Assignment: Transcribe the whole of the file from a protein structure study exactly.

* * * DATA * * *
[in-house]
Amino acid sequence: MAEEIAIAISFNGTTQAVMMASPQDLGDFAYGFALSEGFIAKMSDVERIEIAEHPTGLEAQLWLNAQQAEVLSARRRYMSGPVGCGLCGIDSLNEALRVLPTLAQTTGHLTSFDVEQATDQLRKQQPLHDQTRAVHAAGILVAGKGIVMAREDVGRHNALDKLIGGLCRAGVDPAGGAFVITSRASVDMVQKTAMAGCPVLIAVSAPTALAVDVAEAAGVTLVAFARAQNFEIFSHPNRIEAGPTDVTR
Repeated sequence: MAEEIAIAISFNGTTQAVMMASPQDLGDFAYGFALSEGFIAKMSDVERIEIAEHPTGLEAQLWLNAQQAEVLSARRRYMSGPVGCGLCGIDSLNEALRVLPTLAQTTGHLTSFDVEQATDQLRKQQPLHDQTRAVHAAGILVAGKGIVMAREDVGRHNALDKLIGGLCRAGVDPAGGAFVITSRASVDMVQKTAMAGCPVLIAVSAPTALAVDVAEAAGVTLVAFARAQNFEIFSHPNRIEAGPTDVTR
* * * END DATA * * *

[in-house]
Amino acid sequence: MAEEIAIAISFNGTTQAVMMASPQDLGDFAYGFALSEGFIAKMSDVERIEIAEHPTGLEAQLWLNAQQAEVLSARRRYMSGPVGCGLCGIDSLNEALRVLPTLAQTTGHLTSFDVEQATDQLRKQQPLHDQTRAVHAAGILVAGKGIVMAREDVGRHNALDKLIGGLCRAGVDPAGGAFVITSRASVDMVQKTAMAGCPVLIAVSAPTALAVDVAEAAGVTLVAFARAQNFEIFSHPNRIEAGPTDVTR
Repeated sequence: MAEEIAIAISFNGTTQAVMMASPQDLGDFAYGFALSEGFIAKMSDVERIEIAEHPTGLEAQLWLNAQQAEVLSARRRYMSGPVGCGLCGIDSLNEALRVLPTLAQTTGHLTSFDVEQATDQLRKQQPLHDQTRAVHAAGILVAGKGIVMAREDVGRHNALDKLIGGLCRAGVDPAGGAFVITSRASVDMVQKTAMAGCPVLIAVSAPTALAVDVAEAAGVTLVAFARAQNFEIFSHPNRIEAGPTDVTR